[The transcript of the hearing is now available from the Oireachtas here]
At 2pm this afternoon, NAMA will appear before the Oireachtas Joint Committee on Finance, Public Expenditure and Reform. NAMA will be represented by its CEO, the owlish Brendan McDonagh and its chairman – and now also, a member of the politically accountable NAMA advisory board – the hawkish Frank Daly. NAMA last appeared before this committee last September 2011 and it can expect to be as robustly questioned today.
We are set to find out that NAMA has been exceptionally busy in the past month. The NAMA chairman Frank Daly told the Dublin Chamber of Commerce on 9th February 2012 that NAMA had dealt with 6,000 credit decisions since its inception – an average of 12 per working day. NAMA is set to tell the Committee later today that just one month later, the Agency has dealt with 7,000 credit decisions, an almost incredible 1,000 increase in the space of a month!
Not only that, we are set to learn that NAMA has approved €147m of new advances to developers in just three weeks – it told Sinn Fein’s Gerry Adams on 16th February 2012 that it had approved €980m, and that is understood to now stand at €1,127m. And with 45% of this in Ireland, that’s up from the 41% just four weeks ago!
NAMA is also likely to defend its record with delivery on its social and economic objective, and to strongly affirm its commitment to job creation and investment. The Sunday Independent claim that NAMA nearly cost 230 jobs in southDublin is likely to be again refuted in the strongest terms. In fact, NAMA is set to claim that it is directly supporting nearly 10,000 jobs in Ireland through its workings with developers.
There will be a review of the hearing here later today.
UPDATE (1): 14th March 2012. The opening statements from the NAMA CEO and the NAMA chairman are now available. There will be a summary of proceedings here shortly.
UPDATE (2): 14th March 2012. Here are the highlights interpreted on here from the 3.5 hour hearing this afternoon.
(1) NAMA “would be confident” of recovering the €32bn it has paid for loans plus NAMA’s carrying costs – interest, new advances and operating costs. NAMA says it will be a “huge challenge” but there is nothing that would “seriously suggest” NAMA won’t reach that figure and furthermore, the board of NAMA doesn’t accept that it is looking into “loss territory”. All of this despite banking expert Deputy Peter Mathews suggesting that NAMA was now looking at a €5-10bn loss.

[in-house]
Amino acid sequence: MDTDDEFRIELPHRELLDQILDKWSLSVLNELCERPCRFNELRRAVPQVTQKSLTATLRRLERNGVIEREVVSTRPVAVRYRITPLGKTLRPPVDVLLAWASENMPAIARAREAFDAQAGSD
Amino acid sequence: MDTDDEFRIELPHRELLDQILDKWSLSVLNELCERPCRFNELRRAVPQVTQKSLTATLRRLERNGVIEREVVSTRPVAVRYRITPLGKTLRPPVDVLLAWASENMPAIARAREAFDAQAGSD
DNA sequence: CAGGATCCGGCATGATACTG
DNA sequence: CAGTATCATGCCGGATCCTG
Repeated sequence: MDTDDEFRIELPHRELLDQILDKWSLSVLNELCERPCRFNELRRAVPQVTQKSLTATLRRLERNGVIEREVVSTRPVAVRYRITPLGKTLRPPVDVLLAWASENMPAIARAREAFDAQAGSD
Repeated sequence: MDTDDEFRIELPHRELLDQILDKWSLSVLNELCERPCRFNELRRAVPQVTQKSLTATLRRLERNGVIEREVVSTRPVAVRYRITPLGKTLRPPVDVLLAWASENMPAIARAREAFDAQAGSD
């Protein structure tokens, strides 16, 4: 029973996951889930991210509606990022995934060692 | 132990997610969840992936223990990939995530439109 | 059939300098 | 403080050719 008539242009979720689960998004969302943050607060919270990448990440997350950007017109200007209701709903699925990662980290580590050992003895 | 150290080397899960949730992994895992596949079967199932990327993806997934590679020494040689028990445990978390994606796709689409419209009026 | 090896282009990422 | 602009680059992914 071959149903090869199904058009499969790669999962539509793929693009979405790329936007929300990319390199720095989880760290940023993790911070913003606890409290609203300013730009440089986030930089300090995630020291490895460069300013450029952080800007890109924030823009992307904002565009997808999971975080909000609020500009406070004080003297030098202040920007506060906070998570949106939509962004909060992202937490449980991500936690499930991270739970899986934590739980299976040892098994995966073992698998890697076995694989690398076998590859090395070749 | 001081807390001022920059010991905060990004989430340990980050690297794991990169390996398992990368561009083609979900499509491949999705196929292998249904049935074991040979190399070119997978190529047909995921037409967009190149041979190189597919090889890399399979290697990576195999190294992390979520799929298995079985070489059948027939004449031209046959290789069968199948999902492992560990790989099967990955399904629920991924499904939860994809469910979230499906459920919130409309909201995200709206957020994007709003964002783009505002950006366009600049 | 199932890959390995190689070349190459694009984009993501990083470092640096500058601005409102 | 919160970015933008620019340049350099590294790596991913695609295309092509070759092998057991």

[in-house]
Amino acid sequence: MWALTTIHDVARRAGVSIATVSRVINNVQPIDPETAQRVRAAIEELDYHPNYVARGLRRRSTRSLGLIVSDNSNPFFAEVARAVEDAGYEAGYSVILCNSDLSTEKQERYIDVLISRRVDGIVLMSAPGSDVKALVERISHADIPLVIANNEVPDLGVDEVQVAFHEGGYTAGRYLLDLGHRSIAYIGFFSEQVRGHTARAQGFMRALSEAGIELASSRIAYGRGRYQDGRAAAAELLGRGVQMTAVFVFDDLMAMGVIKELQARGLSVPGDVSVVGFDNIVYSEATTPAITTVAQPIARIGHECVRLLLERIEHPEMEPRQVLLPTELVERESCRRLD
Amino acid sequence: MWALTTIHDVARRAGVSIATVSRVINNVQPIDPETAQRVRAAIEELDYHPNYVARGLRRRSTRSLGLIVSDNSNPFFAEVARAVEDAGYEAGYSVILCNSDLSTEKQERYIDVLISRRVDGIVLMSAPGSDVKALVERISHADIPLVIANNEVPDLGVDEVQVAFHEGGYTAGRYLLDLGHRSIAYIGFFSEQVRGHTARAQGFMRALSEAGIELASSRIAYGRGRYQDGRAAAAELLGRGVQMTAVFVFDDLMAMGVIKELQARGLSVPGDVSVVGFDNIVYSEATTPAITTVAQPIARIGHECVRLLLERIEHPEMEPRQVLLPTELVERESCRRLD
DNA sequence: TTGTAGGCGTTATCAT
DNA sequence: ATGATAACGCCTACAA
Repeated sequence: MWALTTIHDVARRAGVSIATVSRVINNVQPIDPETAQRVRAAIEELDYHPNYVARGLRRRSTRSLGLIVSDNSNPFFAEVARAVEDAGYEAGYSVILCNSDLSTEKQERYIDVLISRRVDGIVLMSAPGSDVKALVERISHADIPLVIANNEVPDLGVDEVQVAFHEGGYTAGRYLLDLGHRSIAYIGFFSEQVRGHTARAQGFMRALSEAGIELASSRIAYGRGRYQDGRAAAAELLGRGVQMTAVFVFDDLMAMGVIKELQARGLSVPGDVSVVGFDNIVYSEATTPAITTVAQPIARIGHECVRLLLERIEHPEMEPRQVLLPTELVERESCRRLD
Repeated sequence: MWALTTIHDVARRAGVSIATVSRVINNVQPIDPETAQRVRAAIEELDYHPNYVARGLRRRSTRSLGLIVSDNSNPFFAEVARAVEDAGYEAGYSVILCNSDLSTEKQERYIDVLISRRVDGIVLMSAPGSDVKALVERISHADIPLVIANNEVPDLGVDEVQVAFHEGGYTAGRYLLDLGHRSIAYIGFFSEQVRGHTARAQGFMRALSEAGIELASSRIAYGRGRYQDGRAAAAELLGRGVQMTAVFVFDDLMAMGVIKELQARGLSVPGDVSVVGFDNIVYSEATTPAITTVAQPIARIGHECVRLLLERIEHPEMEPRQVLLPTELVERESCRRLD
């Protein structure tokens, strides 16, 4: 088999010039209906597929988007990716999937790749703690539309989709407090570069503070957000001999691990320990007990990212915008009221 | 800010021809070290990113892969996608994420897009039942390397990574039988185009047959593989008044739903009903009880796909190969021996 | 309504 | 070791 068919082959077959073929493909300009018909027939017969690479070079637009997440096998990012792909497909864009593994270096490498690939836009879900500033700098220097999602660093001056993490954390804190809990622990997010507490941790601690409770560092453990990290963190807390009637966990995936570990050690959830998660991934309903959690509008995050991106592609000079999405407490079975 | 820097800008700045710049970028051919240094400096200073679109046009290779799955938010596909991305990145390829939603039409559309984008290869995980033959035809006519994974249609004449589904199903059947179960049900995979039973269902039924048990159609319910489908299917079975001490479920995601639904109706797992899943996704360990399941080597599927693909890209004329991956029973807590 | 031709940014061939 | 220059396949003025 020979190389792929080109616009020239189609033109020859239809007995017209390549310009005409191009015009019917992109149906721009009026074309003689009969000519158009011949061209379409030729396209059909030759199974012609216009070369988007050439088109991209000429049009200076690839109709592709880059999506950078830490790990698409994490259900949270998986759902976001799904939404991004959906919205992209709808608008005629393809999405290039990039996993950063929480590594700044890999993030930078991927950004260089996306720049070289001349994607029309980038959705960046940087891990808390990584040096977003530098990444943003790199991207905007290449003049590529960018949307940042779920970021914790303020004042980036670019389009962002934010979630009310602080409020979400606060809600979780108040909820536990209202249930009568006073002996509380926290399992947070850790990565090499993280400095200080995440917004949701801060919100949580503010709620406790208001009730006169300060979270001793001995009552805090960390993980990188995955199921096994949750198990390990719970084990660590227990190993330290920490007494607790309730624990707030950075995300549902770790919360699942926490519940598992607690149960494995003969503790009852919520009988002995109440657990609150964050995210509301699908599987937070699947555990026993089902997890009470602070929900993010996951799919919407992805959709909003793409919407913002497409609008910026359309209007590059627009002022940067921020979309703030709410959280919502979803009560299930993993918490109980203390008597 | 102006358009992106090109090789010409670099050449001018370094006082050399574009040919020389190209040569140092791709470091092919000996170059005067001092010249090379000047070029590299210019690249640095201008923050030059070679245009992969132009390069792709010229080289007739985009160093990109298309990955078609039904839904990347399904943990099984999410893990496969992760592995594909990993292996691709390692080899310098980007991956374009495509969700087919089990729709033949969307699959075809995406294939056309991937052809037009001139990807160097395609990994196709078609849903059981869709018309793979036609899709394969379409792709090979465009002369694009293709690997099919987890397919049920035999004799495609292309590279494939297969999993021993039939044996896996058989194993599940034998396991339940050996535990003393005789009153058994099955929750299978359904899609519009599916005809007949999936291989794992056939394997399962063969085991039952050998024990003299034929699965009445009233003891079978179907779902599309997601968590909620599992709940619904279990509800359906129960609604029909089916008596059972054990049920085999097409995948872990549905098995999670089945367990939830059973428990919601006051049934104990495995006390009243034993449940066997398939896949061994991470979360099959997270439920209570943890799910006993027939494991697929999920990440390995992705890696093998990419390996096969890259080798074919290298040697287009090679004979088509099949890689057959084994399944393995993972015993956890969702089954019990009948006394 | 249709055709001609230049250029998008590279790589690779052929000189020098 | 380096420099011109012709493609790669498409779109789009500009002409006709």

(2) NAMA has a cash mountain of €4.3bn of which €2bn is on deposit with the Central Bank ofIrelandand the remaining €2.3bn is “invested” in short term Government bonds.
(3) NAMA has “no intention” of borrowing money to fund advances to developers, as provided for under the NAMA Act which places a cap of €5bn on such borrowing. Instead NAMA will use its cash mountain to fund any such advances.
(4) Of the 790 developer business plans, NAMA has “assessed” 550, enforced 180 and has yet to “assess” 60. Although NAMA told a public accounts committee in November 2010 – after it had acquired 90%-plus of its loans from participating banks – that it had a process of agreement which involved a memorandum of understanding, heads of terms and final agreement and each needed be signed by NAMA, the developer and potentially the developer’s spouse, NAMA subsequently abandoned this system for “assessments” which involves taking control of rent rolls and agreeing an asset disposal schedule.
(5) Following the introduction of a scheme in December 2011 to deal with Upward Only Rent Review clauses in agreements with NAMA developers, NAMA has received 150 applications from developers and tenants to reduce rents and 120 have been reduced and 30 more are pending.